Overly grainy photo y'all

We both laughed when I read the statement on the paper bag: Please enjoy this extraordinary act of generosity. In our circle of friends, I am not bragging when I say that I am the giver among us all. When February rolled in, they have begun asking me questions like “What gift do you want?”, “Are you sure you don’t want anything specific?”, “This is your last chance, what book do you want to receive?”  I can’t suppress my laughter when a friend told me how they talked about what to get me, or how to make up for what I did for their birthdays. Years ago, maybe I would have asked them to spoil me with material things, but maybe it comes with growing up that we learn to value more of the people around us rather than the gifts they give. But I do appreciate the efforts they went through to reciprocate what I’ve done for their birthdays (a letter with sincere words is more than enough for me).


On a page torn from a notebook was the trademark cursive handwriting of my mother, allowing words to flow on each line. Holding the promise of my name: It seems you’re a mixture of both. Sometimes angelic, sometimes a menace. Maybe you can do your own research when you grow up. I may have always love the name, but not as much as I love you. Happy 5th birthday! With love always, Nanay.

It was the oldest letter that I have, my 5-year-old-self wouldn’t have understood the depth of it but now this is one of the closest thing that I hold dearly in my heart. In just a few sentences, Nanay told me what my name meant but more than that – what I mean to her. I guess letters will never lose its charms because they contain stories, the contain the heart of the sender, and they capture that of the receiver. It’s a simple way of saying that you value a person that much to put your thoughts in paper. And if this is the case Isa Garcia must have thought about girls or women in all shapes, status, or stages in life long enough to have written letters bounded by a spine strong enough to hold her hopes, fears, and dreams. With this we know that her book not only contains her words, but also her heart.


These words have been long overdue. They were repeatedly contained in my prayers, written on my journal, typed through posts in social media, and stored through locked notes in my phone. Not being a wordsmith makes it longer for me to piece them together, just like what I always say: bear with me, as I try to connect the stars that formed my constellation (okay, that was too poetic). But these made me sure of three things on the art universe:

1.  A COMPLIMENT CAN GO A LONG WAY AND WARM A PERSON’S HEART IF YOU SAY IT SINCERELY (it’s easy to tell when it’s just lip service). Mine came last January 2015. We were busy doing our vision boards when Ms. Rhiza came to our table and said: You really have an eye for art.

2015 Vision board. Image on the center was an illustration by Cla Gregorio, cut out from Scout Magazine.


“You should stop reading fiction books and start reading these titles.” Mother said as she pointed to the stack of books in her workstation, bearing titles like Talent Is Not Enough, The Path to Wealth, and more business like words that doesn’t fascinate me enough to pay 10 seconds of attention.

“It’s different for everybody. My inspiration isn’t rooted in those kind of genres.” I quipped. Cutting the conversation short, just in case it would just turn into another argument or debate that I might be forced to engaged in.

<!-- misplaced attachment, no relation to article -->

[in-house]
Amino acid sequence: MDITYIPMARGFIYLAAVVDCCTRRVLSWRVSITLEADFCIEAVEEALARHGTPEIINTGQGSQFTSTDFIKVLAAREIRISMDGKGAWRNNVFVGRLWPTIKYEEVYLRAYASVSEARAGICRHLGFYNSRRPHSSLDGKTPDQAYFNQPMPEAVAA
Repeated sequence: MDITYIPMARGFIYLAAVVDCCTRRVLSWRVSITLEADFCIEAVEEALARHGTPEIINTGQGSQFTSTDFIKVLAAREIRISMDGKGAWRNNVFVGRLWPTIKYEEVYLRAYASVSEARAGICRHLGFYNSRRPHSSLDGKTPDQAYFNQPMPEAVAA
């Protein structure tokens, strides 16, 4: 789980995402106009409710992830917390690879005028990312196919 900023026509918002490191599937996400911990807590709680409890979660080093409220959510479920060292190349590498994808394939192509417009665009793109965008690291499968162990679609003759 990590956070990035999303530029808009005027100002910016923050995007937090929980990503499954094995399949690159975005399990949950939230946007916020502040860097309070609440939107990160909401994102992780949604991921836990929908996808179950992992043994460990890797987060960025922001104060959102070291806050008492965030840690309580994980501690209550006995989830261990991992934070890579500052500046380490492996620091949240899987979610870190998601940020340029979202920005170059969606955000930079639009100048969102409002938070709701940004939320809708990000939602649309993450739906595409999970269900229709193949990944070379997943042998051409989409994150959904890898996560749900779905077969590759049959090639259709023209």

I tend to put my thoughts in a back burner until I’m sure that they’re good enough to be served. The rest of the words here might be what I hold back during that day. 


Reactivating my Goodreads account has pushed me to lower the stack of books that has already gathered dust in the bookshelf. To say that my to-be-read pile is out of control seems like an understatement. The nerd in me would express this in a simple equation that the books I read is indirectly proportional to the books I buy. At the start of the year, I had an agreement with a friend that I would only buy a book every three months (and if I end up breaking this rule I need to buy her one too, so far I only failed once). Ah, the extreme measures that I must do just to control my impulse buying and hoarding tendencies. 

The books I pick up to read are based on my “mood”; some sort of gut feel that the story would match my emotions or whatever I’m currently going through in life. Here’s the chosen ones for the first quarter of the year and some of my thoughts about it:


Photo grabbed from hookedonhouses.net 
First, you are not alone. If you think that you're a glitch to the feminine species who seem to be equipped with natural skills in whipping up food that tastes good, I repeat you are not alone. 

Second, there’s actually hope for you. Society seems to align us into a stereotype that cooking should be innate in a woman, but trust me cooking maybe a talent for some. But sometimes, it’s a skill to be learned. 

I know, because I am one of those girls.


Once I was seven years old, my mama told me,
"Go make yourself some friends or you'll be lonely."
Once I was seven years old

It was a big big world, but we thought we were bigger
Pushing each other to the limits, we were learning quicker

You’re a bright young girl who seemed to be born with rose colored glasses. Most of my memories of you had already crumbled with time, but I also have vivid ones that I would never forget. There was the time when you didn’t hesitate to join an acting competition at school; a tear-jerking moment was needed to be shown, as you pretended that the doll was your mother. The crowd scared you but behind stood Nanay, cheering you on. Seeing her standing there was enough to melt the nervousness away. I could no longer remember if you won or maybe another person gets to take home the prize, still you were happy that you didn’t back out.